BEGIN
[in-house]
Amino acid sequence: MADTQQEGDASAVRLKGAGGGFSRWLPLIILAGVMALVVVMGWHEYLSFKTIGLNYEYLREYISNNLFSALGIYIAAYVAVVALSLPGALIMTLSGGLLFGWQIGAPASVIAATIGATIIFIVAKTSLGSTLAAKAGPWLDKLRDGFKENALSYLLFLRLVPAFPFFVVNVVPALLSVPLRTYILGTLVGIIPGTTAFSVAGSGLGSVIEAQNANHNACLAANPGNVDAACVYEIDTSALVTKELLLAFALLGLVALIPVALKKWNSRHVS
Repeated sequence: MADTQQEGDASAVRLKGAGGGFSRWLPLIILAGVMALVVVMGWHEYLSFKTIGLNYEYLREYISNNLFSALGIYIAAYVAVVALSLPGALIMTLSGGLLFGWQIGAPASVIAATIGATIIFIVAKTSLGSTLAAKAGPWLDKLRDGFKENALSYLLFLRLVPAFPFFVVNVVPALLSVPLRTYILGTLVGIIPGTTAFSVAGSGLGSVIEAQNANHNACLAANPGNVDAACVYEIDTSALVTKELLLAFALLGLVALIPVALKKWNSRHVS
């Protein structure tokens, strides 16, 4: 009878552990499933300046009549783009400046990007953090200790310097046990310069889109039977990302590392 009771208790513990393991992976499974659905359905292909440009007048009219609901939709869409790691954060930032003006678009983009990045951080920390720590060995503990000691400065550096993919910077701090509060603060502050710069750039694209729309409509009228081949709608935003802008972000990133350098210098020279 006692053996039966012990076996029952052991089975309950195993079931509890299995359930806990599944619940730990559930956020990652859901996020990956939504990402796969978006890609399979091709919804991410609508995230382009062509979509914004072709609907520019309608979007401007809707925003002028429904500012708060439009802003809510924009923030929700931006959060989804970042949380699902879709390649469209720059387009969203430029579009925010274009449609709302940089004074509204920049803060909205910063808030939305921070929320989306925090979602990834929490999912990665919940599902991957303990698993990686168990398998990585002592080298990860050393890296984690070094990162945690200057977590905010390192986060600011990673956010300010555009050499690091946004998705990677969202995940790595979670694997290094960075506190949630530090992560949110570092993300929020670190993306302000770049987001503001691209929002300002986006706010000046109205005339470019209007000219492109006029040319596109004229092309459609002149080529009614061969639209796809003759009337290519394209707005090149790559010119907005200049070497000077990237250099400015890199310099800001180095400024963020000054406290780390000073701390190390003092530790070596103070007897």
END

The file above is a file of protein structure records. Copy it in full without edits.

[in-house]
Amino acid sequence: MADTQQEGDASAVRLKGAGGGFSRWLPLIILAGVMALVVVMGWHEYLSFKTIGLNYEYLREYISNNLFSALGIYIAAYVAVVALSLPGALIMTLSGGLLFGWQIGAPASVIAATIGATIIFIVAKTSLGSTLAAKAGPWLDKLRDGFKENALSYLLFLRLVPAFPFFVVNVVPALLSVPLRTYILGTLVGIIPGTTAFSVAGSGLGSVIEAQNANHNACLAANPGNVDAACVYEIDTSALVTKELLLAFALLGLVALIPVALKKWNSRHVS
Repeated sequence: MADTQQEGDASAVRLKGAGGGFSRWLPLIILAGVMALVVVMGWHEYLSFKTIGLNYEYLREYISNNLFSALGIYIAAYVAVVALSLPGALIMTLSGGLLFGWQIGAPASVIAATIGATIIFIVAKTSLGSTLAAKAGPWLDKLRDGFKENALSYLLFLRLVPAFPFFVVNVVPALLSVPLRTYILGTLVGIIPGTTAFSVAGSGLGSVIEAQNANHNACLAANPGNVDAACVYEIDTSALVTKELLLAFALLGLVALIPVALKKWNSRHVS
């Protein structure tokens, strides 16, 4: 009878552990499933300046009549783009400046990007953090200790310097046990310069889109039977990302590392 009771208790513990393991992976499974659905359905292909440009007048009219609901939709869409790691954060930032003006678009983009990045951080920390720590060995503990000691400065550096993919910077701090509060603060502050710069750039694209729309409509009228081949709608935003802008972000990133350098210098020279 006692053996039966012990076996029952052991089975309950195993079931509890299995359930806990599944619940730990559930956020990652859901996020990956939504990402796969978006890609399979091709919804991410609508995230382009062509979509914004072709609907520019309608979007401007809707925003002028429904500012708060439009802003809510924009923030929700931006959060989804970042949380699902879709390649469209720059387009969203430029579009925010274009449609709302940089004074509204920049803060909205910063808030939305921070929320989306925090979602990834929490999912990665919940599902991957303990698993990686168990398998990585002592080298990860050393890296984690070094990162945690200057977590905010390192986060600011990673956010300010555009050499690091946004998705990677969202995940790595979670694997290094960075506190949630530090992560949110570092993300929020670190993306302000770049987001503001691209929002300002986006706010000046109205005339470019209007000219492109006029040319596109004229092309459609002149080529009614061969639209796809003759009337290519394209707005090149790559010119907005200049070497000077990237250099400015890199310099800001180095400024963020000054406290780390000073701390190390003092530790070596103070007897």